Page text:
Monday, February 18, 2013
My friend seemed to be reveling in sharing this information. My blind date of the evening before, whom she'd set me up with, had made that comment when reporting back.
"Why on earth would I do that?" I asked testily, "Pluck them out, then draw them in? If I had any in the first place, I'd make the most of them, believe me."
God never saw fit to bless me with eyebrows. He blessed me with blue eyes that are a very cool color (which I appreciate), a medium-sized nose, and small ears. Great, and thank you. When it comes to the brow of the eye, though, there is a joke in our family that says we were all standing around socializing (we're all sort of gabby) when the line for the eyebrows was formed up in Heaven...and most of us missed the brow boat.
I've debated over the years on whether or not to accept this. I have no eyebrows, this is fact. Do I create some, or just stay the way God made me? I've tried both ways.
I got brave enough to go au natural years ago when I worked in the back of a bakery, decorating cakes for a large grocery store chain. One of the workers approached me at the end of the day, grinning. "I was working with the manager a couple of hours ago," she grinned, "And he told me to tell you to keep the makeup on."
Since then, I've worn them. Another one of my arguments is this:
If I was born without say, a nose, would I or would I not wear a prosthetic one out in public? (I would.) If I were missing an eye, would I pop a false one in? (Sure.) Eyebrows are a focal point of the face. I have none. Why would I ever want to walk around with two missing face parts? (I don't)
I've been fascinated with several actresses who appear not to have eyebrows, or to have very lightly haired blond brows. Charlize Theron comes to mind. Sometimes she draws them in, sometimes she doesn't, although I've noticed that when she's out on the town or walking the red carpet, they're always on.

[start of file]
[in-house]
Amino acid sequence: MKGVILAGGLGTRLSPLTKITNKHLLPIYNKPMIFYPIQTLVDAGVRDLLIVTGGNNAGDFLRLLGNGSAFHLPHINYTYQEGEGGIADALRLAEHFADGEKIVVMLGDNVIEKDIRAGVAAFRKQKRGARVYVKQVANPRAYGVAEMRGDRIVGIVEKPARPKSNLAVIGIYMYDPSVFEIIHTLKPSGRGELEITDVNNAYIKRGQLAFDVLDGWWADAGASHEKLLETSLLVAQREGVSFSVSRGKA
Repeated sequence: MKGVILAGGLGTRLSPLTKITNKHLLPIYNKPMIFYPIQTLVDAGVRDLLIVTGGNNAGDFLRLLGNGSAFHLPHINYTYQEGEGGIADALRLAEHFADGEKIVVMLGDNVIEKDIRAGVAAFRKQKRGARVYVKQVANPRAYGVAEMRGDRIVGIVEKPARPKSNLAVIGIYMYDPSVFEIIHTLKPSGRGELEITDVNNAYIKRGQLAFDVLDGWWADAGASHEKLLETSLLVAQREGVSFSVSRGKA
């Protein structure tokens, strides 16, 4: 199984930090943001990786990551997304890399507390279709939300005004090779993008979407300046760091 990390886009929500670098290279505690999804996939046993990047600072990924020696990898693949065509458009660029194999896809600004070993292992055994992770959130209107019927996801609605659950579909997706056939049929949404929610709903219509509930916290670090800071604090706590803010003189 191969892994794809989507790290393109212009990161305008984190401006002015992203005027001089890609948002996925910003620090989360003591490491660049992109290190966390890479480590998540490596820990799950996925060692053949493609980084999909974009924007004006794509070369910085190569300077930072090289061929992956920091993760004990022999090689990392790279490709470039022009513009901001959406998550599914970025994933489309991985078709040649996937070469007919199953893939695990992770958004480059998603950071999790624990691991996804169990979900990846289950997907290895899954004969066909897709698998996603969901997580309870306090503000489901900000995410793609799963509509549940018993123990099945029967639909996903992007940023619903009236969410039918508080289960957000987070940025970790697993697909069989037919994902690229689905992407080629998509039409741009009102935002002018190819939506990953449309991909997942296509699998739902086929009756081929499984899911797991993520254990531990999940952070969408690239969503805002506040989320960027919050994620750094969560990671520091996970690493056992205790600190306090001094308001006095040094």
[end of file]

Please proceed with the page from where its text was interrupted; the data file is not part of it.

One Spring Break, when my three nieces came to visit, we were sitting around the tv watching a movie. The actress didn't really have eyebrows. You can bet we all picked up on it, and it sparked a lively conversation.
"Personally," I told them, "I don't mind not having my own eyebrows. It gives me the option to draw in brows that fit my mood."
I put my fingers over my drawn-in brows to demonstrate.
"If they're arched, I'm skeptical. One up and one straight, I'm suspicious. Two straight, and I'm just bored. Both way up high, I'm surprised. Way down low means I'm mad, and tilted down means I'm kind of sad."
Three blonds, plus my blond daughter, all nodded their heads in agreement. My son's date, who had beautiful eyebrows, made no comment.
"I know!" said a niece, "People ask me all the time if I just draw in my eyebrows. That bugs me. I have them, they're just really thin and light."
Four other women voiced their sympathy.
"A guy asked my friend once if I'd plucked them all out, then drew them back in," I contributed.
"Why would you DO that?" a niece asked, "That's just stupid!"
"Exactly what I thought," I told her, feeling validated, "What an idiot," I added, for good measure.
Laughing, I told them about my friend Victor. He and his wife owned a terrific salon. Victor tells everyone he does the best brows in the Valley. I approached Victor and asked him in a serious voice what he could do for my brows. He answered solemnly in his great South American accent:
"For your brows, I have this little tiny set of tweezers. With those tweezers, I would wear some special glasses, and one by one, attach an actual brow hair to each individual brow..."
"REALLY???" I gushed.
"No." he said.
The nieces and my daughter were amused by that, while my son's date remained silent. We continued to share the thoughtless eyebrow comments others had made, mocking our handicap out of ignorance, until a voice from the corner meekly interrupted.
My son's date quietly said, "I don't have any eyebrows either."
I knew I liked that girl.
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Posted by Amy Larson at 7:41 AM